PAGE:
Today the Financial Accounting Standards Board (FASB) changed FAS 157, providing companies more flexibility in determining the fair value of their investments held. In addition, the FASB also granted companies more flexibility in taking impairment charges on investment losses. The changes will take effect in Q2, though companies will be free to report Q1 under the new rules. Continue reading about how FASB eases mark-to-market.

FASB Eases Mark-To-Market

It will be interesting to follow the impact of these rule changes on those companies most affected by the “toxic assets” on their balance sheet. Will the change enable them to workout their problems or will it mask future poor decision making?

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FASB Eases Mark-To-Market

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FASB Change to FAS 157 at odds with Geithner’s Plan

This week the FASB is considering relaxing the mark-to-market accounting rule, which would seem to undercut the US Treasury Department’s plan to help banks fix their balance sheets by ridding themselves of the so-called “toxic assets.”

FASB Change to FAS 157

As a taxpayer, I’d have to say that I prefer the FASB’s approach to the Treasury’s. The Treasury plan counts on helping banks rid themselves of problem loans by selling those loans to private parties (presumably including those evil hedge funds), which would provide a limited amount of equity investment, along with Uncle Sam as a co-equity partner and also the provider of the debt financing. If the investment is good, the private partner gets a good chunk of the upside. If not, We The People eat it.

It makes good sense that at some point those who had a hand in making these now-problem loans find a way to get out of their mess. Changing the mark-to-market rule in this context is not a bad thing.

Geithner’s plan is less appealing, but may very well improve lending (albeit at a handsome price). Though it simply looks like another way for the taxpayer to subsidize those who got us into this predicament.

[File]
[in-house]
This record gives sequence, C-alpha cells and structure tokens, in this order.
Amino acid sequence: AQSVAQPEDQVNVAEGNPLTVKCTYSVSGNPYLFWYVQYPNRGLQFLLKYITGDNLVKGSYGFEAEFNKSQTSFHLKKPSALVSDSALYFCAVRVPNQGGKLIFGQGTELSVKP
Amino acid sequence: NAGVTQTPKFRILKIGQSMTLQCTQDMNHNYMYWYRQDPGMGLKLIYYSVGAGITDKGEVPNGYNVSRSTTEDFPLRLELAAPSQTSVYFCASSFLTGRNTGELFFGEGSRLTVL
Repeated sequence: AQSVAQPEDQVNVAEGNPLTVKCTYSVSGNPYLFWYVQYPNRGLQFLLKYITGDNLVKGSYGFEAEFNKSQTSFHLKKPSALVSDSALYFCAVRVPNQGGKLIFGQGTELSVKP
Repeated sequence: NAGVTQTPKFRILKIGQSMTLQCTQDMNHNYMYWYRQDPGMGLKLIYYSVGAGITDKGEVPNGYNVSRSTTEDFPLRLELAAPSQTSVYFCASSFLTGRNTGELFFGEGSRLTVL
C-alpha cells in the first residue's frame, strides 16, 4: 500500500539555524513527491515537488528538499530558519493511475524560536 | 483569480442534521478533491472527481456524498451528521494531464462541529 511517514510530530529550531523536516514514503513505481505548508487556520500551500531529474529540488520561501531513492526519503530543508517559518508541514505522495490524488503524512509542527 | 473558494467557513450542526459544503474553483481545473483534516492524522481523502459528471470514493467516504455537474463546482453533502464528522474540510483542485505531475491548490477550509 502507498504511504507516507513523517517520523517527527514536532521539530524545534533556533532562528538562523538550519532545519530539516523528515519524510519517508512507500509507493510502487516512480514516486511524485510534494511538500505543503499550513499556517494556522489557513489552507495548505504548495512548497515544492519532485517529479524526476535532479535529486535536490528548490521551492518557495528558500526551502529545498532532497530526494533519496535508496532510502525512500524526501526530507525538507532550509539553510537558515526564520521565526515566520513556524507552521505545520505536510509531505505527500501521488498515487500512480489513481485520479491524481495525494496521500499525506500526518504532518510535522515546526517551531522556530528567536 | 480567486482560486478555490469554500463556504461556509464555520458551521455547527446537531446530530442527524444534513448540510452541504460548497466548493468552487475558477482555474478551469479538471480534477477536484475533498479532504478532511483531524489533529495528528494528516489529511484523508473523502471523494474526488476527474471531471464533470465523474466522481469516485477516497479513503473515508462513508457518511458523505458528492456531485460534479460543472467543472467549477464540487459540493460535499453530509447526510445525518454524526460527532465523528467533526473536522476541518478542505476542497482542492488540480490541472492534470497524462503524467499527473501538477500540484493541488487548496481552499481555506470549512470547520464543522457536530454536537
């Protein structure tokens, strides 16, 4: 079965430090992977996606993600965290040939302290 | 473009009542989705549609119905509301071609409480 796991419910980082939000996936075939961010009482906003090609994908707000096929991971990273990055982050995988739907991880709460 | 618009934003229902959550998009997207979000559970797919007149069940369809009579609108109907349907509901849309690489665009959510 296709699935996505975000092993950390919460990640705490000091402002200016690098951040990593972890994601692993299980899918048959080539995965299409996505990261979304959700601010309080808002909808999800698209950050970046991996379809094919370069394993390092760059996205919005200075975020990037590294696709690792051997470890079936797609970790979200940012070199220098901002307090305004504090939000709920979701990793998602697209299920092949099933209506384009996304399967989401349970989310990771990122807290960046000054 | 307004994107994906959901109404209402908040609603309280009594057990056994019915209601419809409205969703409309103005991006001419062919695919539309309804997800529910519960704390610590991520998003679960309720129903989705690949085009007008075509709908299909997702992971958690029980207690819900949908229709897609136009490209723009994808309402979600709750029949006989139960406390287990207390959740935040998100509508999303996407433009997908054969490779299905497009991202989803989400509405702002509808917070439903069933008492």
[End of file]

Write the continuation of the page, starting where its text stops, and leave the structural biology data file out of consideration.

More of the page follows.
It will be interesting to see how this plays out. One thing does seem certain: the taxpayer will lose.

FASB Change to FAS 157

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Forecasting and Your Business

Do you manage your business looking backward or forward? Are you preoccupied with looking at how last month compared with the budget instead of where your business is headed? While examining actual performance against the budget can be a very useful approach to identifying areas of improvement in your organization, it can also take your focus away from planning for your future business needs.

Forecasting and Your Business

It is important to develop and maintain a running forecast model of your business, one that incorporates trends (in sales, COGS, and overhead) as well as other information (addition of a significant new customer, loss of a substantial current customer, anticipated large changes in raw material prices and/or other expenses, or a new building lease, for example). This will help you estimate your upcoming needs for cash and give you the time to adequately prepare.

Connecting Your Financial Statements

You need to have an income statement model. This projects sales based on expected items or services sold and the prices received, as well as expected gross and net margins. Then, tie your income statement to a projected balance sheet and statement of cash flows. You should also consider a running working capital forecast as well as a capital expenditure forecast.

Being able to anticipate future capital needs months in advance can go a long way to improving your company’s performance by allowing you the time to seek out the best terms (in cost of capital as well as other terms). Such a forecast will help you establish credibility with prospective lenders and investors as well as provide an easy means of communication with them.


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Forecasting and Your Business

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Forecasting and Your Business